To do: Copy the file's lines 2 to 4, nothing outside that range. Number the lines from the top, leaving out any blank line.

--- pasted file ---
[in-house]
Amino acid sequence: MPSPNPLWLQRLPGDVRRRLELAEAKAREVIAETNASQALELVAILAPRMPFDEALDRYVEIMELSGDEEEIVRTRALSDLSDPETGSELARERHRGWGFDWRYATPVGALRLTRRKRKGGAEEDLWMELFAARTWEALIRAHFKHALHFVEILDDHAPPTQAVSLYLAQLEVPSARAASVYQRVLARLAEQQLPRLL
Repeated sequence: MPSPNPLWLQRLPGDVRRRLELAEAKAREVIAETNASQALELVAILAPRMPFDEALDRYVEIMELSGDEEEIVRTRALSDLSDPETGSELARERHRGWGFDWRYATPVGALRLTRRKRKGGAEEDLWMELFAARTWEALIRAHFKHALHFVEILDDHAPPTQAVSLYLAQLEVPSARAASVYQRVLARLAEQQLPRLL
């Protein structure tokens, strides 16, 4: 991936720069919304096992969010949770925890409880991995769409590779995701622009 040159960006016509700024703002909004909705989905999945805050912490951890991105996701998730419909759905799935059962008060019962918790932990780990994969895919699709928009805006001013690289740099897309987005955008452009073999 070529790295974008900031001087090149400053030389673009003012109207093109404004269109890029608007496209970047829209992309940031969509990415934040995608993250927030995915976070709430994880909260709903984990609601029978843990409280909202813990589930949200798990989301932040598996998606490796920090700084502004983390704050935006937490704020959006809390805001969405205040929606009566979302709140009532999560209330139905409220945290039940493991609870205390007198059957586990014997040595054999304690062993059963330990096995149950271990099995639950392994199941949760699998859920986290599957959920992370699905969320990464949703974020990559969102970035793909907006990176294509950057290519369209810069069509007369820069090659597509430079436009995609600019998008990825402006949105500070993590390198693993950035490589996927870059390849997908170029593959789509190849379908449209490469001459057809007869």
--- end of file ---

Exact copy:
Amino acid sequence: MPSPNPLWLQRLPGDVRRRLELAEAKAREVIAETNASQALELVAILAPRMPFDEALDRYVEIMELSGDEEEIVRTRALSDLSDPETGSELARERHRGWGFDWRYATPVGALRLTRRKRKGGAEEDLWMELFAARTWEALIRAHFKHALHFVEILDDHAPPTQAVSLYLAQLEVPSARAASVYQRVLARLAEQQLPRLL
Repeated sequence: MPSPNPLWLQRLPGDVRRRLELAEAKAREVIAETNASQALELVAILAPRMPFDEALDRYVEIMELSGDEEEIVRTRALSDLSDPETGSELARERHRGWGFDWRYATPVGALRLTRRKRKGGAEEDLWMELFAARTWEALIRAHFKHALHFVEILDDHAPPTQAVSLYLAQLEVPSARAASVYQRVLARLAEQQLPRLL
């Protein structure tokens, strides 16, 4: 991936720069919304096992969010949770925890409880991995769409590779995701622009 040159960006016509700024703002909004909705989905999945805050912490951890991105996701998730419909759905799935059962008060019962918790932990780990994969895919699709928009805006001013690289740099897309987005955008452009073999 070529790295974008900031001087090149400053030389673009003012109207093109404004269109890029608007496209970047829209992309940031969509990415934040995608993250927030995915976070709430994880909260709903984990609601029978843990409280909202813990589930949200798990989301932040598996998606490796920090700084502004983390704050935006937490704020959006809390805001969405205040929606009566979302709140009532999560209330139905409220945290039940493991609870205390007198059957586990014997040595054999304690062993059963330990096995149950271990099995639950392994199941949760699998859920986290599957959920992370699905969320990464949703974020990559969102970035793909907006990176294509950057290519369209810069069509007369820069090659597509430079436009995609600019998008990825402006949105500070993590390198693993950035490589996927870059390849997908170029593959789509190849379908449209490469001459057809007869």